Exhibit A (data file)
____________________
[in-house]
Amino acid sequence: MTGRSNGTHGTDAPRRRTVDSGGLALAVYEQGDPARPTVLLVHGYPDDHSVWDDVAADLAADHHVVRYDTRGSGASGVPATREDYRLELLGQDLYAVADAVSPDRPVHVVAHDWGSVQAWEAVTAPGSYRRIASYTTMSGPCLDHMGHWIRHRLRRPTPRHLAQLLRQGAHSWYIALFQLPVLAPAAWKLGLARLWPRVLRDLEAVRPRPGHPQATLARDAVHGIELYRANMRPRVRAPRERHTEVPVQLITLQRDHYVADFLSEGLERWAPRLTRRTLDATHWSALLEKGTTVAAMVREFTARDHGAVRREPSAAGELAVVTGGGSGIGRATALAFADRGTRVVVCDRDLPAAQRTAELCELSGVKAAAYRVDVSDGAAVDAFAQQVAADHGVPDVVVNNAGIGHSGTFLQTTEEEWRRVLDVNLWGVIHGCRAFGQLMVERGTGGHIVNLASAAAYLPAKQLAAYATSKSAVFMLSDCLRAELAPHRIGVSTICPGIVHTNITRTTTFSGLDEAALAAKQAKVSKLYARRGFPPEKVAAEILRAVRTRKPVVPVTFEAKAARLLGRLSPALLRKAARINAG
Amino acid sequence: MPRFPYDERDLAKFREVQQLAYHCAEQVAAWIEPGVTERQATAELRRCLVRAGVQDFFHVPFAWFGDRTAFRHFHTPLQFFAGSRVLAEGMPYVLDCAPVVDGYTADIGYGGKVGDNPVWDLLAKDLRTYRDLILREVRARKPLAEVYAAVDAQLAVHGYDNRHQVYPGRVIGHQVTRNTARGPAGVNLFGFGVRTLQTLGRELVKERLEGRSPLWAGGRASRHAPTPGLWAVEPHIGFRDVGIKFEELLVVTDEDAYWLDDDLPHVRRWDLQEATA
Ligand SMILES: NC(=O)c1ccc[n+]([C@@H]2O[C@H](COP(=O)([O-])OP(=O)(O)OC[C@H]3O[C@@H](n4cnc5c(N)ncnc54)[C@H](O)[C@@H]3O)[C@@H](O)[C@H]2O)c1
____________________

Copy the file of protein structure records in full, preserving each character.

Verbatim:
[in-house]
Amino acid sequence: MTGRSNGTHGTDAPRRRTVDSGGLALAVYEQGDPARPTVLLVHGYPDDHSVWDDVAADLAADHHVVRYDTRGSGASGVPATREDYRLELLGQDLYAVADAVSPDRPVHVVAHDWGSVQAWEAVTAPGSYRRIASYTTMSGPCLDHMGHWIRHRLRRPTPRHLAQLLRQGAHSWYIALFQLPVLAPAAWKLGLARLWPRVLRDLEAVRPRPGHPQATLARDAVHGIELYRANMRPRVRAPRERHTEVPVQLITLQRDHYVADFLSEGLERWAPRLTRRTLDATHWSALLEKGTTVAAMVREFTARDHGAVRREPSAAGELAVVTGGGSGIGRATALAFADRGTRVVVCDRDLPAAQRTAELCELSGVKAAAYRVDVSDGAAVDAFAQQVAADHGVPDVVVNNAGIGHSGTFLQTTEEEWRRVLDVNLWGVIHGCRAFGQLMVERGTGGHIVNLASAAAYLPAKQLAAYATSKSAVFMLSDCLRAELAPHRIGVSTICPGIVHTNITRTTTFSGLDEAALAAKQAKVSKLYARRGFPPEKVAAEILRAVRTRKPVVPVTFEAKAARLLGRLSPALLRKAARINAG
Amino acid sequence: MPRFPYDERDLAKFREVQQLAYHCAEQVAAWIEPGVTERQATAELRRCLVRAGVQDFFHVPFAWFGDRTAFRHFHTPLQFFAGSRVLAEGMPYVLDCAPVVDGYTADIGYGGKVGDNPVWDLLAKDLRTYRDLILREVRARKPLAEVYAAVDAQLAVHGYDNRHQVYPGRVIGHQVTRNTARGPAGVNLFGFGVRTLQTLGRELVKERLEGRSPLWAGGRASRHAPTPGLWAVEPHIGFRDVGIKFEELLVVTDEDAYWLDDDLPHVRRWDLQEATA
Ligand SMILES: NC(=O)c1ccc[n+]([C@@H]2O[C@H](COP(=O)([O-])OP(=O)(O)OC[C@H]3O[C@@H](n4cnc5c(N)ncnc54)[C@H](O)[C@@H]3O)[C@@H](O)[C@H]2O)c1